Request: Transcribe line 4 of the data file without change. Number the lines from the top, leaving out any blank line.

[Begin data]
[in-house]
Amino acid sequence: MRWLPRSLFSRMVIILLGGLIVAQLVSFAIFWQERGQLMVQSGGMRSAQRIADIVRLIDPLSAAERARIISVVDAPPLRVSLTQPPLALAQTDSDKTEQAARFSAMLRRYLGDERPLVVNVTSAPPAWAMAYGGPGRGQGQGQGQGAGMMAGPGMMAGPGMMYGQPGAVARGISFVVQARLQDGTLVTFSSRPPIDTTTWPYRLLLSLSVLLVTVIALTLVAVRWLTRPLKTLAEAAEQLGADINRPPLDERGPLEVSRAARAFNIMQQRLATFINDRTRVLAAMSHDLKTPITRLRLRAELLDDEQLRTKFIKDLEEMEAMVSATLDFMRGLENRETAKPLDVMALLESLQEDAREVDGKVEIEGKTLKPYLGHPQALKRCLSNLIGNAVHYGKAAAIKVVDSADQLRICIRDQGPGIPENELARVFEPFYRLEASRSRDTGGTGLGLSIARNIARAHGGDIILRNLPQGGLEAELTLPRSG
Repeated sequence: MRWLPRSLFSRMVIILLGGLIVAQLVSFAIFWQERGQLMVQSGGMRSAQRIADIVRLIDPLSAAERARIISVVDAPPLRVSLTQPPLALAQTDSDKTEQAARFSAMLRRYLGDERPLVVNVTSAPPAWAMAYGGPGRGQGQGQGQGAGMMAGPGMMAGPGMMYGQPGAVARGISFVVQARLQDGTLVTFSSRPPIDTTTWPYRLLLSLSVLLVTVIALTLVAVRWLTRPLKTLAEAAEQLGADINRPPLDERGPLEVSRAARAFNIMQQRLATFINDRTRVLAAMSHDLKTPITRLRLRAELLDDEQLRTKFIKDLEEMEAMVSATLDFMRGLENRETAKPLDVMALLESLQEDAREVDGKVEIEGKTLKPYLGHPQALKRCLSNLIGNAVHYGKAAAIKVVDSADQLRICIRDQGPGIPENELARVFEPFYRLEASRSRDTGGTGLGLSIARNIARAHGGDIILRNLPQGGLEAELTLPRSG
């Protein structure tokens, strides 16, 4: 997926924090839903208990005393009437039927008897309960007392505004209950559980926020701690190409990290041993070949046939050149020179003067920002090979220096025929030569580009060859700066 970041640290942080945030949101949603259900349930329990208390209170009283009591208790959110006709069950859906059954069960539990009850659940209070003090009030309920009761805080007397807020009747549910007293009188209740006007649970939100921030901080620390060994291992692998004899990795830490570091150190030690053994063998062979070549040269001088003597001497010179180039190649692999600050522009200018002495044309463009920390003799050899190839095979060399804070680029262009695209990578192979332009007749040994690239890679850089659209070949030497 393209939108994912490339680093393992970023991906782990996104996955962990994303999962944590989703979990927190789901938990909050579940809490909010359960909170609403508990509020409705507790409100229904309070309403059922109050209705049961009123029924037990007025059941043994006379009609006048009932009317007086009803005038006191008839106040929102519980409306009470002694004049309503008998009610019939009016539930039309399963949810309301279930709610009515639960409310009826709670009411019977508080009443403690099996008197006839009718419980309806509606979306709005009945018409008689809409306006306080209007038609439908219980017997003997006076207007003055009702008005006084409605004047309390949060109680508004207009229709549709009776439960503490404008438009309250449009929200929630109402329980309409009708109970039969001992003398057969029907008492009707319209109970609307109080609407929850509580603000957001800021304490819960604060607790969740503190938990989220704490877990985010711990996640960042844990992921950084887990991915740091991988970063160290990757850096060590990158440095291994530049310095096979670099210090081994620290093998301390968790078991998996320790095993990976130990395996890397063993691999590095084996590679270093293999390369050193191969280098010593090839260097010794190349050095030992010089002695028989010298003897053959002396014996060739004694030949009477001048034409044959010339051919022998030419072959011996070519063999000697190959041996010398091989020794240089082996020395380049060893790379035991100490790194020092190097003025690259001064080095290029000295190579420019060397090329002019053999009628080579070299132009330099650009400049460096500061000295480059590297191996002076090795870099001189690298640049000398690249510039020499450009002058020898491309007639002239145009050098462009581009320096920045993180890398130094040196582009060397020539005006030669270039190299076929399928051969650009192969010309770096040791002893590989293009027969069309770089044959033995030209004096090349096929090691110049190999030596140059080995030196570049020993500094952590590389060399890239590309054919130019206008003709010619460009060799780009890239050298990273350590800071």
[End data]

């Protein structure tokens, strides 16, 4: 997926924090839903208990005393009437039927008897309960007392505004209950559980926020701690190409990290041993070949046939050149020179003067920002090979220096025929030569580009060859700066 970041640290942080945030949101949603259900349930329990208390209170009283009591208790959110006709069950859906059954069960539990009850659940209070003090009030309920009761805080007397807020009747549910007293009188209740006007649970939100921030901080620390060994291992692998004899990795830490570091150190030690053994063998062979070549040269001088003597001497010179180039190649692999600050522009200018002495044309463009920390003799050899190839095979060399804070680029262009695209990578192979332009007749040994690239890679850089659209070949030497 393209939108994912490339680093393992970023991906782990996104996955962990994303999962944590989703979990927190789901938990909050579940809490909010359960909170609403508990509020409705507790409100229904309070309403059922109050209705049961009123029924037990007025059941043994006379009609006048009932009317007086009803005038006191008839106040929102519980409306009470002694004049309503008998009610019939009016539930039309399963949810309301279930709610009515639960409310009826709670009411019977508080009443403690099996008197006839009718419980309806509606979306709005009945018409008689809409306006306080209007038609439908219980017997003997006076207007003055009702008005006084409605004047309390949060109680508004207009229709549709009776439960503490404008438009309250449009929200929630109402329980309409009708109970039969001992003398057969029907008492009707319209109970609307109080609407929850509580603000957001800021304490819960604060607790969740503190938990989220704490877990985010711990996640960042844990992921950084887990991915740091991988970063160290990757850096060590990158440095291994530049310095096979670099210090081994620290093998301390968790078991998996320790095993990976130990395996890397063993691999590095084996590679270093293999390369050193191969280098010593090839260097010794190349050095030992010089002695028989010298003897053959002396014996060739004694030949009477001048034409044959010339051919022998030419072959011996070519063999000697190959041996010398091989020794240089082996020395380049060893790379035991100490790194020092190097003025690259001064080095290029000295190579420019060397090329002019053999009628080579070299132009330099650009400049460096500061000295480059590297191996002076090795870099001189690298640049000398690249510039020499450009002058020898491309007639002239145009050098462009581009320096920045993180890398130094040196582009060397020539005006030669270039190299076929399928051969650009192969010309770096040791002893590989293009027969069309770089044959033995030209004096090349096929090691110049190999030596140059080995030196570049020993500094952590590389060399890239590309054919130019206008003709010619460009060799780009890239050298990273350590800071």